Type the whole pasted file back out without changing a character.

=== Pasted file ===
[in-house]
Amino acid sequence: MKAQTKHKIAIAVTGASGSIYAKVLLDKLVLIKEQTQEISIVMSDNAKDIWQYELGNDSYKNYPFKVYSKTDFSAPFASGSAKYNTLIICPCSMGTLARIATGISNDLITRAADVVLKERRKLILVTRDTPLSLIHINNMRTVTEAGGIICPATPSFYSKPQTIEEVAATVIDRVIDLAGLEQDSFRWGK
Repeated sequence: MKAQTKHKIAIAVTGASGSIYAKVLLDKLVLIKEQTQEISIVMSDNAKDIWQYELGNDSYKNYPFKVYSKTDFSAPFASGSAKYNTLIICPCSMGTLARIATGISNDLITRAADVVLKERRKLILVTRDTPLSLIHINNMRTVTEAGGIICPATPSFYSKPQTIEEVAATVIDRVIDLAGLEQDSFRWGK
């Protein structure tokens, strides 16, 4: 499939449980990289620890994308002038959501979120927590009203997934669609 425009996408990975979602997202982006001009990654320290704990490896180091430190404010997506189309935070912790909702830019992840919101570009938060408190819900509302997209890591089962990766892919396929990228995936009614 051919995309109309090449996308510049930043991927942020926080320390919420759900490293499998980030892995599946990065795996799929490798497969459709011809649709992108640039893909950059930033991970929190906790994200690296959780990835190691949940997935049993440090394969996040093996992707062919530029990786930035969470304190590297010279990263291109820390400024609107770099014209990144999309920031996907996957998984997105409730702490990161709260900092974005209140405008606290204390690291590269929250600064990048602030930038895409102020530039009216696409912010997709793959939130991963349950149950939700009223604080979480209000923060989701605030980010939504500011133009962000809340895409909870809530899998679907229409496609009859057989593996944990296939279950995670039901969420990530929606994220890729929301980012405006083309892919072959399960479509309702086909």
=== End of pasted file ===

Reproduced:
[in-house]
Amino acid sequence: MKAQTKHKIAIAVTGASGSIYAKVLLDKLVLIKEQTQEISIVMSDNAKDIWQYELGNDSYKNYPFKVYSKTDFSAPFASGSAKYNTLIICPCSMGTLARIATGISNDLITRAADVVLKERRKLILVTRDTPLSLIHINNMRTVTEAGGIICPATPSFYSKPQTIEEVAATVIDRVIDLAGLEQDSFRWGK
Repeated sequence: MKAQTKHKIAIAVTGASGSIYAKVLLDKLVLIKEQTQEISIVMSDNAKDIWQYELGNDSYKNYPFKVYSKTDFSAPFASGSAKYNTLIICPCSMGTLARIATGISNDLITRAADVVLKERRKLILVTRDTPLSLIHINNMRTVTEAGGIICPATPSFYSKPQTIEEVAATVIDRVIDLAGLEQDSFRWGK
């Protein structure tokens, strides 16, 4: 499939449980990289620890994308002038959501979120927590009203997934669609 425009996408990975979602997202982006001009990654320290704990490896180091430190404010997506189309935070912790909702830019992840919101570009938060408190819900509302997209890591089962990766892919396929990228995936009614 051919995309109309090449996308510049930043991927942020926080320390919420759900490293499998980030892995599946990065795996799929490798497969459709011809649709992108640039893909950059930033991970929190906790994200690296959780990835190691949940997935049993440090394969996040093996992707062919530029990786930035969470304190590297010279990263291109820390400024609107770099014209990144999309920031996907996957998984997105409730702490990161709260900092974005209140405008606290204390690291590269929250600064990048602030930038895409102020530039009216696409912010997709793959939130991963349950149950939700009223604080979480209000923060989701605030980010939504500011133009962000809340895409909870809530899998679907229409496609009859057989593996944990296939279950995670039901969420990530929606994220890729929301980012405006083309892919072959399960479509309702086909």